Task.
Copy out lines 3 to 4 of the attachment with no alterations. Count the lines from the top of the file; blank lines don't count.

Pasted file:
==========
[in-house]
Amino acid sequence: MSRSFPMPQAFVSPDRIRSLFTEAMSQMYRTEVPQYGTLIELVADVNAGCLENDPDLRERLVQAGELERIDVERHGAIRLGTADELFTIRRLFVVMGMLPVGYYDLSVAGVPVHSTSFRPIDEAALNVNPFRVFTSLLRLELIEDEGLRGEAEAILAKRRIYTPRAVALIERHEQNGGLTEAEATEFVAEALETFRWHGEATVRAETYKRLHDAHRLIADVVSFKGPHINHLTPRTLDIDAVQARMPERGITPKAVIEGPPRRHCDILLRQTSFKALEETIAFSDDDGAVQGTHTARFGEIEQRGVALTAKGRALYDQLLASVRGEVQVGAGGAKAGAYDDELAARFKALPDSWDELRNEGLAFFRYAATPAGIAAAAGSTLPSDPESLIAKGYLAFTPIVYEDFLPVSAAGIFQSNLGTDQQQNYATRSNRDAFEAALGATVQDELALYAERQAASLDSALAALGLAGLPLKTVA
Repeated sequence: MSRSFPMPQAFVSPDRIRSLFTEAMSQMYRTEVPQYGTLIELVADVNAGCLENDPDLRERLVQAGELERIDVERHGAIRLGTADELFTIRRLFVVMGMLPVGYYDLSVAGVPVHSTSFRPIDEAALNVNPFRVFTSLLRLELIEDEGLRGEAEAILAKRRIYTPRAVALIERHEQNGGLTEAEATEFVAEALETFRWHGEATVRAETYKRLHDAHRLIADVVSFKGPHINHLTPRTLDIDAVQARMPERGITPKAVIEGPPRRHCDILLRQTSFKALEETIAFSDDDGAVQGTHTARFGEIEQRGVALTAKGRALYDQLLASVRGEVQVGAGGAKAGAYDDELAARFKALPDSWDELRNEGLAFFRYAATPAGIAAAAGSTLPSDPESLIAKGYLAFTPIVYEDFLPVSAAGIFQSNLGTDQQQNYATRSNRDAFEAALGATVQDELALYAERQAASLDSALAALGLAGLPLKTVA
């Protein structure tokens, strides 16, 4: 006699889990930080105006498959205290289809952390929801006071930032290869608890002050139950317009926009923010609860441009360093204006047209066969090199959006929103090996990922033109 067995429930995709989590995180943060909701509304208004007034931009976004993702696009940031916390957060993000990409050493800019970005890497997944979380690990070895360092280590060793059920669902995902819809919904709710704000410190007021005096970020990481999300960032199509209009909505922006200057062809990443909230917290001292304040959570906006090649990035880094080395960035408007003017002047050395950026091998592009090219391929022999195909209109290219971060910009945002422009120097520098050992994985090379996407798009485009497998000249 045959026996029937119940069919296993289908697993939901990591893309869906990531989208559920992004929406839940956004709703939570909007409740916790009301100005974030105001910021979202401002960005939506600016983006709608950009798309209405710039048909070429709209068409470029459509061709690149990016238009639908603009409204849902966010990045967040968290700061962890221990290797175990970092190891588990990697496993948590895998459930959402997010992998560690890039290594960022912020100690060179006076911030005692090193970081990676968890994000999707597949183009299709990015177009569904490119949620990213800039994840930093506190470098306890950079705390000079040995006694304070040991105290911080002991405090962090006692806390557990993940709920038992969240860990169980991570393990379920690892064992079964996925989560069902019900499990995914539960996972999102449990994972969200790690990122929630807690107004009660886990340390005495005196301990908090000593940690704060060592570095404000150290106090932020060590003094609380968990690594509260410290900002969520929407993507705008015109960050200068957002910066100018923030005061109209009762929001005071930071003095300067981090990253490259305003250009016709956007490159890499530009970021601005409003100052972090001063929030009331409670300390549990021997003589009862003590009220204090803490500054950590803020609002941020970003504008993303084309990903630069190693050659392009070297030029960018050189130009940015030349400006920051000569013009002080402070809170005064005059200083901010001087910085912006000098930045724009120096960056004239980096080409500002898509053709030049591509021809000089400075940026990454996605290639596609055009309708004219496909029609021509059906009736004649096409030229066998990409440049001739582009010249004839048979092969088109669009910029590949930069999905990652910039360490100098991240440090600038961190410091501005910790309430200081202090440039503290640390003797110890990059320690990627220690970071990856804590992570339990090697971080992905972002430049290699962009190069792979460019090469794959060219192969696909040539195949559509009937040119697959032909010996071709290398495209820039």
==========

Repeated sequence: MSRSFPMPQAFVSPDRIRSLFTEAMSQMYRTEVPQYGTLIELVADVNAGCLENDPDLRERLVQAGELERIDVERHGAIRLGTADELFTIRRLFVVMGMLPVGYYDLSVAGVPVHSTSFRPIDEAALNVNPFRVFTSLLRLELIEDEGLRGEAEAILAKRRIYTPRAVALIERHEQNGGLTEAEATEFVAEALETFRWHGEATVRAETYKRLHDAHRLIADVVSFKGPHINHLTPRTLDIDAVQARMPERGITPKAVIEGPPRRHCDILLRQTSFKALEETIAFSDDDGAVQGTHTARFGEIEQRGVALTAKGRALYDQLLASVRGEVQVGAGGAKAGAYDDELAARFKALPDSWDELRNEGLAFFRYAATPAGIAAAAGSTLPSDPESLIAKGYLAFTPIVYEDFLPVSAAGIFQSNLGTDQQQNYATRSNRDAFEAALGATVQDELALYAERQAASLDSALAALGLAGLPLKTVA
């Protein structure tokens, strides 16, 4: 006699889990930080105006498959205290289809952390929801006071930032290869608890002050139950317009926009923010609860441009360093204006047209066969090199959006929103090996990922033109 067995429930995709989590995180943060909701509304208004007034931009976004993702696009940031916390957060993000990409050493800019970005890497997944979380690990070895360092280590060793059920669902995902819809919904709710704000410190007021005096970020990481999300960032199509209009909505922006200057062809990443909230917290001292304040959570906006090649990035880094080395960035408007003017002047050395950026091998592009090219391929022999195909209109290219971060910009945002422009120097520098050992994985090379996407798009485009497998000249 045959026996029937119940069919296993289908697993939901990591893309869906990531989208559920992004929406839940956004709703939570909007409740916790009301100005974030105001910021979202401002960005939506600016983006709608950009798309209405710039048909070429709209068409470029459509061709690149990016238009639908603009409204849902966010990045967040968290700061962890221990290797175990970092190891588990990697496993948590895998459930959402997010992998560690890039290594960022912020100690060179006076911030005692090193970081990676968890994000999707597949183009299709990015177009569904490119949620990213800039994840930093506190470098306890950079705390000079040995006694304070040991105290911080002991405090962090006692806390557990993940709920038992969240860990169980991570393990379920690892064992079964996925989560069902019900499990995914539960996972999102449990994972969200790690990122929630807690107004009660886990340390005495005196301990908090000593940690704060060592570095404000150290106090932020060590003094609380968990690594509260410290900002969520929407993507705008015109960050200068957002910066100018923030005061109209009762929001005071930071003095300067981090990253490259305003250009016709956007490159890499530009970021601005409003100052972090001063929030009331409670300390549990021997003589009862003590009220204090803490500054950590803020609002941020970003504008993303084309990903630069190693050659392009070297030029960018050189130009940015030349400006920051000569013009002080402070809170005064005059200083901010001087910085912006000098930045724009120096960056004239980096080409500002898509053709030049591509021809000089400075940026990454996605290639596609055009309708004219496909029609021509059906009736004649096409030229066998990409440049001739582009010249004839048979092969088109669009910029590949930069999905990652910039360490100098991240440090600038961190410091501005910790309430200081202090440039503290640390003797110890990059320690990627220690970071990856804590992570339990090697971080992905972002430049290699962009190069792979460019090469794959060219192969696909040539195949559509009937040119697959032909010996071709290398495209820039």